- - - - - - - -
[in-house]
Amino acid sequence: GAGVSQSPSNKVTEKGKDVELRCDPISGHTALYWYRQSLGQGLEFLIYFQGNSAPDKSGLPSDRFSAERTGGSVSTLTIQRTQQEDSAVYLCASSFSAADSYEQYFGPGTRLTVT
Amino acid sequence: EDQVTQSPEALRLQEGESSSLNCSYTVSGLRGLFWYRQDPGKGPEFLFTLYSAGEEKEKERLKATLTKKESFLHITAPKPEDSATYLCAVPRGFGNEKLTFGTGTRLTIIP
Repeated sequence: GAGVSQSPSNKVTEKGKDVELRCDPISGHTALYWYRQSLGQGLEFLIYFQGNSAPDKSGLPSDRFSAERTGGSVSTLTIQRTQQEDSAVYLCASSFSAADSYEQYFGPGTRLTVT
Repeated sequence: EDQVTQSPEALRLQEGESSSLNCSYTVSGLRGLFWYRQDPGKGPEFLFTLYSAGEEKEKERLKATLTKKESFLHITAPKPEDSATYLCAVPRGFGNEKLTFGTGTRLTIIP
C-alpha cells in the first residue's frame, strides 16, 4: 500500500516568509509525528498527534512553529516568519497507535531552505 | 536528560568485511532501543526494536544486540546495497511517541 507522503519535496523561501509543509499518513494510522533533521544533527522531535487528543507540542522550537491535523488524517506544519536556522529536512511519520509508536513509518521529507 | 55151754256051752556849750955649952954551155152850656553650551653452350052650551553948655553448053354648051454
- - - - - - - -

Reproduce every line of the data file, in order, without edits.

[in-house]
Amino acid sequence: GAGVSQSPSNKVTEKGKDVELRCDPISGHTALYWYRQSLGQGLEFLIYFQGNSAPDKSGLPSDRFSAERTGGSVSTLTIQRTQQEDSAVYLCASSFSAADSYEQYFGPGTRLTVT
Amino acid sequence: EDQVTQSPEALRLQEGESSSLNCSYTVSGLRGLFWYRQDPGKGPEFLFTLYSAGEEKEKERLKATLTKKESFLHITAPKPEDSATYLCAVPRGFGNEKLTFGTGTRLTIIP
Repeated sequence: GAGVSQSPSNKVTEKGKDVELRCDPISGHTALYWYRQSLGQGLEFLIYFQGNSAPDKSGLPSDRFSAERTGGSVSTLTIQRTQQEDSAVYLCASSFSAADSYEQYFGPGTRLTVT
Repeated sequence: EDQVTQSPEALRLQEGESSSLNCSYTVSGLRGLFWYRQDPGKGPEFLFTLYSAGEEKEKERLKATLTKKESFLHITAPKPEDSATYLCAVPRGFGNEKLTFGTGTRLTIIP
C-alpha cells in the first residue's frame, strides 16, 4: 500500500516568509509525528498527534512553529516568519497507535531552505 | 536528560568485511532501543526494536544486540546495497511517541 507522503519535496523561501509543509499518513494510522533533521544533527522531535487528543507540542522550537491535523488524517506544519536556522529536512511519520509508536513509518521529507 | 55151754256051752556849750955649952954551155152850656553650551653452350052650551553948655553448053354648051454